Denise Mueller, the San Diego-based cyclist who recently rode her bicycle 147 miles per hour to establish a new women’s world record, will attempt to break the men’s record this coming year.
Mueller will need to ride faster than 167mph to accomplish her task.
Mueller is at Las Vegas’s Interbike trade show this week discussing her recent attempt to set a new world record on a strange custom-built bicycle. The speed record requires a cyclist to be towed up to 90 mph by a pacing vehicle. The rider then powers the bicycle under his or her power behind the pacing car, which uses a fairing to block the wind. The 167 mph record was set in 1995 by Dutch cyclist Fred Rompelberg.
Mueller believes her successful attempt this summer has given her the experience to break through the next barrier.
“The bike is like an amusement park ride,” said Mueller, whose Project Speed team is sponsored by Cylance and Hoehn Adventures. “As soon as I get off of it I want to go get back on it again.”
Mueller said she had to pedal between 600-700 watts in order to propel her bicycle up to 147 mph. When she reached that speed, however, the strange aerodynamic conditions created by the car caused her to surge back and forth. The constant surging created a challenging dynamic with the pace car. Often, Mueller would slam into the pace car and lose speed.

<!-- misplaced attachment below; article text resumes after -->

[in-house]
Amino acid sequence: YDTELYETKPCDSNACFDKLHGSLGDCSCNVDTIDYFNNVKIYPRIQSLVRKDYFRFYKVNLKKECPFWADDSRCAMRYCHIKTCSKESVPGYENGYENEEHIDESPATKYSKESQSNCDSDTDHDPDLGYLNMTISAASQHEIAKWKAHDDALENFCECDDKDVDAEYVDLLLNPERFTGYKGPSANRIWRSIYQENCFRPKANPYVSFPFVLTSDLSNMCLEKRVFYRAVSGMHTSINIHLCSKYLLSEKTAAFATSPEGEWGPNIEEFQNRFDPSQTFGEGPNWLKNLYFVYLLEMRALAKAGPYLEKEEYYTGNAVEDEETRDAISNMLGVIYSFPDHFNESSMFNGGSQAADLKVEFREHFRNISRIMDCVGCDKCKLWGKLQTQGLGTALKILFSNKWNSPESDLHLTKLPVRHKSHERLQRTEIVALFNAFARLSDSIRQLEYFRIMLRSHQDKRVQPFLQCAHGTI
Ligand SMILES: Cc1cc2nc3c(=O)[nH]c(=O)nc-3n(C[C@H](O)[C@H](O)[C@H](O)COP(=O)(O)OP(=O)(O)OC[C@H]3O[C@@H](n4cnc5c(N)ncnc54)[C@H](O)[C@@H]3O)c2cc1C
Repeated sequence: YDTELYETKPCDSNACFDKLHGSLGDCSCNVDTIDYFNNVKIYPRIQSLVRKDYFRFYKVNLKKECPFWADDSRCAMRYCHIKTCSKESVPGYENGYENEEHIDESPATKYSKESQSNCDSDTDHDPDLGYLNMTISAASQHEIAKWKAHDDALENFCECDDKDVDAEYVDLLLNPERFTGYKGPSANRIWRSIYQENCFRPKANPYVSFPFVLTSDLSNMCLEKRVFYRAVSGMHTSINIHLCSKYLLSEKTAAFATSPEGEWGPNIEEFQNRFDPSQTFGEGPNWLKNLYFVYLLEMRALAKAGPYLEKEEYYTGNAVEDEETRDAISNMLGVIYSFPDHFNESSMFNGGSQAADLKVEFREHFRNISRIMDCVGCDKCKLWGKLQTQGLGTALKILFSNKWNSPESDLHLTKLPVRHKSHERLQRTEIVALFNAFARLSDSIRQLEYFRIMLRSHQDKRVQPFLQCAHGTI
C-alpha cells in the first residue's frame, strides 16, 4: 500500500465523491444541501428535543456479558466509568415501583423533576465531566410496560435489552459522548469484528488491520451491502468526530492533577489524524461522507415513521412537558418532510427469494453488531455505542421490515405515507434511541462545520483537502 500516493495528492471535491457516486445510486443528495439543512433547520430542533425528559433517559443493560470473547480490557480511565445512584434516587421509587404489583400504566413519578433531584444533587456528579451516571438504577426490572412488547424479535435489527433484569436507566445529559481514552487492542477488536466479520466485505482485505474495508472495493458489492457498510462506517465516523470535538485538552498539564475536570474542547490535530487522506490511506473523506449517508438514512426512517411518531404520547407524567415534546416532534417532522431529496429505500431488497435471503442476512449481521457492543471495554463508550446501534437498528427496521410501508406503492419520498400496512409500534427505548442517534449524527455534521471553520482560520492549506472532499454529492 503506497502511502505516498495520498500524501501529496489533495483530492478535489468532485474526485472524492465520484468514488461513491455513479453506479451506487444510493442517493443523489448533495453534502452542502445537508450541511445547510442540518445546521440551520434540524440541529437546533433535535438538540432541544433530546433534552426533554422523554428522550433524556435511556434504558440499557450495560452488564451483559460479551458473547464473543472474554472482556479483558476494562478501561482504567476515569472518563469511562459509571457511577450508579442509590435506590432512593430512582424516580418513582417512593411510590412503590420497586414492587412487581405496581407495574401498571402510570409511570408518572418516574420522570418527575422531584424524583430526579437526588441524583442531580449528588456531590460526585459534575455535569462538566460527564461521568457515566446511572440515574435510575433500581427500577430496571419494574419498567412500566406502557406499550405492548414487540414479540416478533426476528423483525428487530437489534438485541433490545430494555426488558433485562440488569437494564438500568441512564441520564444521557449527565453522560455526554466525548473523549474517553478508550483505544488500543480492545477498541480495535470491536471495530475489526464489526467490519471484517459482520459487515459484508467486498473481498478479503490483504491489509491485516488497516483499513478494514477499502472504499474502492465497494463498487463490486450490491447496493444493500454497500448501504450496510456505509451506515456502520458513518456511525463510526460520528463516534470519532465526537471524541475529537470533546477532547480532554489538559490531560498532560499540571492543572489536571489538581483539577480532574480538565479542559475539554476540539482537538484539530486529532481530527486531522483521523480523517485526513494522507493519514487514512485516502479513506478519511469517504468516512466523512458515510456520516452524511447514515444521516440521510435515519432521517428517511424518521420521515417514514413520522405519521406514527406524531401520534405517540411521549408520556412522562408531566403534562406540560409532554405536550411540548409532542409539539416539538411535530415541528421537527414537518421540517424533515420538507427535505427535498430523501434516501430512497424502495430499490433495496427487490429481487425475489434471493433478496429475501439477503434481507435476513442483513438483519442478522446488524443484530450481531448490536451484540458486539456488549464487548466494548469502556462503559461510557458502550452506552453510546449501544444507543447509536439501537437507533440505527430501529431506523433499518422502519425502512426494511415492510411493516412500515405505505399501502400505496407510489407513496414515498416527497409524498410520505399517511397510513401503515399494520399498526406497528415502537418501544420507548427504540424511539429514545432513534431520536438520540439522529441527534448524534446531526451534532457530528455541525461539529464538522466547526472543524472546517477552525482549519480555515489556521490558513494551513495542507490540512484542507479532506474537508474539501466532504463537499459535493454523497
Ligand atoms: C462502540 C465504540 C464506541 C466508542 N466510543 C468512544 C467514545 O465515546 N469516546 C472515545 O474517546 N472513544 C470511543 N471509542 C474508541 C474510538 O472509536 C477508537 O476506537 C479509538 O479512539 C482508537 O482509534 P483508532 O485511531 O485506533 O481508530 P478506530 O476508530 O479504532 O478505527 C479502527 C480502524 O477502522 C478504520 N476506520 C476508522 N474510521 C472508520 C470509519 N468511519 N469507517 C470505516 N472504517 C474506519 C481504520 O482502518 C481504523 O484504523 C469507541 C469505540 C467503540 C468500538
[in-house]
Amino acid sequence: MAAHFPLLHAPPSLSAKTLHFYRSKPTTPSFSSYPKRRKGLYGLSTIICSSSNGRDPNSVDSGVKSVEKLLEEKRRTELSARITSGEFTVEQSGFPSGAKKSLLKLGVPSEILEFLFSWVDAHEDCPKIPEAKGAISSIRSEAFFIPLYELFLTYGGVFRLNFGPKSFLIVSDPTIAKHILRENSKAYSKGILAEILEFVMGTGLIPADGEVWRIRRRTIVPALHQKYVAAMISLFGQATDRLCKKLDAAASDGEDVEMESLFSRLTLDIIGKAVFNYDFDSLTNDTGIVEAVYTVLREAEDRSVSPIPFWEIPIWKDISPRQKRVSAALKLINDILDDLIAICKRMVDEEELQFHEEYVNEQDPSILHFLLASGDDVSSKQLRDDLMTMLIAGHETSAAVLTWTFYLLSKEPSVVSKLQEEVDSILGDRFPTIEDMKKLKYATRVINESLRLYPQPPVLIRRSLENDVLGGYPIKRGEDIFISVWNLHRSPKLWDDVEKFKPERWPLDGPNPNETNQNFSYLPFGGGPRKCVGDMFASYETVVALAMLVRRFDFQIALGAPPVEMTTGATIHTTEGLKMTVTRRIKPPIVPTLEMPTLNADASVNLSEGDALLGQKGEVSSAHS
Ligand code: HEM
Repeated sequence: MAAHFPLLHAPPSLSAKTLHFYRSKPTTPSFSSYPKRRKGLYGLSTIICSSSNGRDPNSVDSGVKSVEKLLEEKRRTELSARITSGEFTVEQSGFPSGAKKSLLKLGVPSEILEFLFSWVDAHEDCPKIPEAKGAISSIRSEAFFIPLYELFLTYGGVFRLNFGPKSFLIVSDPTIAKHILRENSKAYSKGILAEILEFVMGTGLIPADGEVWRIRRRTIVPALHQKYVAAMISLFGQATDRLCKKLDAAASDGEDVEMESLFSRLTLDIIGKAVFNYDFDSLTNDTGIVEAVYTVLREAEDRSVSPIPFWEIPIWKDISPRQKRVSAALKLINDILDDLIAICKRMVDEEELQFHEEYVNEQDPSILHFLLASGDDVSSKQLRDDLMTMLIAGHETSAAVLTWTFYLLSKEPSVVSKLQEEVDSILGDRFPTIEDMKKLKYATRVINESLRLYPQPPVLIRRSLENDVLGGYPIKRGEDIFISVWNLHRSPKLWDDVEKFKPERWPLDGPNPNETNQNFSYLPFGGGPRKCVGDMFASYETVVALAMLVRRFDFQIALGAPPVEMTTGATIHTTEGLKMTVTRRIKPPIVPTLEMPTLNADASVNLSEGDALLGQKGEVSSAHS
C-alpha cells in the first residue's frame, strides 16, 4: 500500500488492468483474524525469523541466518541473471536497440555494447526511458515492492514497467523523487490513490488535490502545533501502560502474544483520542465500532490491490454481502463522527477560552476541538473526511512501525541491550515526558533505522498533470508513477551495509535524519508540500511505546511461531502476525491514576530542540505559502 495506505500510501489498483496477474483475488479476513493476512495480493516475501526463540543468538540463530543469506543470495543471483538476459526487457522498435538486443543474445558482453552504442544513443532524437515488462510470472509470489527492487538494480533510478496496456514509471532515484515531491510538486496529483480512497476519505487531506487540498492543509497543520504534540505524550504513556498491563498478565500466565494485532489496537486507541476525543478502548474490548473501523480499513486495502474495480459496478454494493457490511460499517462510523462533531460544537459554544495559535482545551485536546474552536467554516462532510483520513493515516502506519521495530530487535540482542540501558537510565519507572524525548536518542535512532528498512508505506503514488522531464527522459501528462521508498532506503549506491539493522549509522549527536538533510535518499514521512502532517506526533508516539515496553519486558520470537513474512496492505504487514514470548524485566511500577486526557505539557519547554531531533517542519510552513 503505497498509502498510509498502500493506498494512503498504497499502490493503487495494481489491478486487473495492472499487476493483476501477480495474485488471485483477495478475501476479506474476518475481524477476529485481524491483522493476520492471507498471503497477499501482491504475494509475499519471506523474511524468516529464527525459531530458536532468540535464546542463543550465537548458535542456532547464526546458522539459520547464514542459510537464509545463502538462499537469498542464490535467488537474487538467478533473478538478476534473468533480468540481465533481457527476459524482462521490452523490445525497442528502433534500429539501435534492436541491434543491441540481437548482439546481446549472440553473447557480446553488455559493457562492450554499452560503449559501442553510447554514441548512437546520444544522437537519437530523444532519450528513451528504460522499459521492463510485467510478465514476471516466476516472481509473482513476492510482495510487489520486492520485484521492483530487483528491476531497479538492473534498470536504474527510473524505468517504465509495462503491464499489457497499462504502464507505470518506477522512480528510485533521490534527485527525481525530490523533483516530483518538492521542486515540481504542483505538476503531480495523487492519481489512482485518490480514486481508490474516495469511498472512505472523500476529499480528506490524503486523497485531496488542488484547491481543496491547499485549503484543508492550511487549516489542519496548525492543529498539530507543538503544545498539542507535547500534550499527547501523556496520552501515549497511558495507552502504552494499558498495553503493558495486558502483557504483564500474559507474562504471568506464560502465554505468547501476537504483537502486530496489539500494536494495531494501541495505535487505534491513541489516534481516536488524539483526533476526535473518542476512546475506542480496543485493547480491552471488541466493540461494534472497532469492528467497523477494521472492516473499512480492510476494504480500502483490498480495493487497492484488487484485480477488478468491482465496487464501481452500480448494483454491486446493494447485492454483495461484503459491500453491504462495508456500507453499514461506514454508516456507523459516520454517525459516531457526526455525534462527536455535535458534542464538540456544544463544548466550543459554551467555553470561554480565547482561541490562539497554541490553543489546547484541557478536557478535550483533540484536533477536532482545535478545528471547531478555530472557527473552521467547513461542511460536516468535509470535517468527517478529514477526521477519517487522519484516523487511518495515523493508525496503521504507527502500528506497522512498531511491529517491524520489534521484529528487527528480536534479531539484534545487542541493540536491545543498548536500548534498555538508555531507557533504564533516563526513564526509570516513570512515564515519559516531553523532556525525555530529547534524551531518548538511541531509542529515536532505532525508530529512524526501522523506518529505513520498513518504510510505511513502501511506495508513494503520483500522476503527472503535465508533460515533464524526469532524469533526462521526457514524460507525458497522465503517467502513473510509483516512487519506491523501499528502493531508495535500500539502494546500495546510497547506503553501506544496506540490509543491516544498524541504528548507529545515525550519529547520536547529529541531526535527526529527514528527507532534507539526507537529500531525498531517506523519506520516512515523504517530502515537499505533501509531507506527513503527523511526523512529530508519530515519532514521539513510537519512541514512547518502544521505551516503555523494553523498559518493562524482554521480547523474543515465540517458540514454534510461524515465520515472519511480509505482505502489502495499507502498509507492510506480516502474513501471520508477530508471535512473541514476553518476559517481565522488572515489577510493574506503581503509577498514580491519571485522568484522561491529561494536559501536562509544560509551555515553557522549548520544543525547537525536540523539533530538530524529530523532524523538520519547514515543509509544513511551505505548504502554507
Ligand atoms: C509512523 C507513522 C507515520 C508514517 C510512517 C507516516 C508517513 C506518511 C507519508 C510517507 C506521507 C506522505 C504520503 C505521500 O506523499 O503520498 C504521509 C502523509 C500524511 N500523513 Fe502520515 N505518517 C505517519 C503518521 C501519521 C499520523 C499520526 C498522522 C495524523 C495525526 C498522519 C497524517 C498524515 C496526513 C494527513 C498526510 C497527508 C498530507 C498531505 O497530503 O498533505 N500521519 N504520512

“I had to learn how to ride in the vortex behind [the car],” Mueller said. “Finding the right spot is the key to breaking the record.”
For her 2017 attempt, Mueller and her team will alter her custom-built KHS bicycle. They will use a belt drive instead of a chain, and remove the brakes. She will also move from Utah’s Bonneville Salt Flats to Battle Mountain in Nevada, and will likely make her attempt in late August or early September.